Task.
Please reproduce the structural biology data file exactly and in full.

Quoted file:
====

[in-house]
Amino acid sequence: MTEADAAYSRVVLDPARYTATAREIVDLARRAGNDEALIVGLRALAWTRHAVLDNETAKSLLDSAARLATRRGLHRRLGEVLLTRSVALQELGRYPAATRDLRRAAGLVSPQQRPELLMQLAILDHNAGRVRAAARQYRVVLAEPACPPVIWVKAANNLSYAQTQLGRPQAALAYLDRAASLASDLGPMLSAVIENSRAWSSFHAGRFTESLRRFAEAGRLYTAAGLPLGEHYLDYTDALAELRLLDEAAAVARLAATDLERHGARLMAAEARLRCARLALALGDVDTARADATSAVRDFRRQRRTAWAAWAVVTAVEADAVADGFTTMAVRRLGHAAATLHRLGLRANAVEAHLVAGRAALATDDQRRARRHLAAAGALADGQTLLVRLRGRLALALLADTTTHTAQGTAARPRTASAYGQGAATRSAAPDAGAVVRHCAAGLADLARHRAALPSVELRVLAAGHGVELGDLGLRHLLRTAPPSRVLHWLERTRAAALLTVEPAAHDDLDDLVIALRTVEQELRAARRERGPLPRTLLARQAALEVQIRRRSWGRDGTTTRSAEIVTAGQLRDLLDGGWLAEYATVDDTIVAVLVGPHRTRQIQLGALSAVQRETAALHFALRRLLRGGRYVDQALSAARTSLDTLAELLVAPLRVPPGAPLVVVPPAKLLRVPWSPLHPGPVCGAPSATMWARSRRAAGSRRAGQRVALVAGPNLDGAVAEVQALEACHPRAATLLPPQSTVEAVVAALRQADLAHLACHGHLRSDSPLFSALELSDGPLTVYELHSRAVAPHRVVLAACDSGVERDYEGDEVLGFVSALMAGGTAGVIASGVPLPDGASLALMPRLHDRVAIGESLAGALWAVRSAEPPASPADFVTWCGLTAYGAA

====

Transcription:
[in-house]
Amino acid sequence: MTEADAAYSRVVLDPARYTATAREIVDLARRAGNDEALIVGLRALAWTRHAVLDNETAKSLLDSAARLATRRGLHRRLGEVLLTRSVALQELGRYPAATRDLRRAAGLVSPQQRPELLMQLAILDHNAGRVRAAARQYRVVLAEPACPPVIWVKAANNLSYAQTQLGRPQAALAYLDRAASLASDLGPMLSAVIENSRAWSSFHAGRFTESLRRFAEAGRLYTAAGLPLGEHYLDYTDALAELRLLDEAAAVARLAATDLERHGARLMAAEARLRCARLALALGDVDTARADATSAVRDFRRQRRTAWAAWAVVTAVEADAVADGFTTMAVRRLGHAAATLHRLGLRANAVEAHLVAGRAALATDDQRRARRHLAAAGALADGQTLLVRLRGRLALALLADTTTHTAQGTAARPRTASAYGQGAATRSAAPDAGAVVRHCAAGLADLARHRAALPSVELRVLAAGHGVELGDLGLRHLLRTAPPSRVLHWLERTRAAALLTVEPAAHDDLDDLVIALRTVEQELRAARRERGPLPRTLLARQAALEVQIRRRSWGRDGTTTRSAEIVTAGQLRDLLDGGWLAEYATVDDTIVAVLVGPHRTRQIQLGALSAVQRETAALHFALRRLLRGGRYVDQALSAARTSLDTLAELLVAPLRVPPGAPLVVVPPAKLLRVPWSPLHPGPVCGAPSATMWARSRRAAGSRRAGQRVALVAGPNLDGAVAEVQALEACHPRAATLLPPQSTVEAVVAALRQADLAHLACHGHLRSDSPLFSALELSDGPLTVYELHSRAVAPHRVVLAACDSGVERDYEGDEVLGFVSALMAGGTAGVIASGVPLPDGASLALMPRLHDRVAIGESLAGALWAVRSAEPPASPADFVTWCGLTAYGAA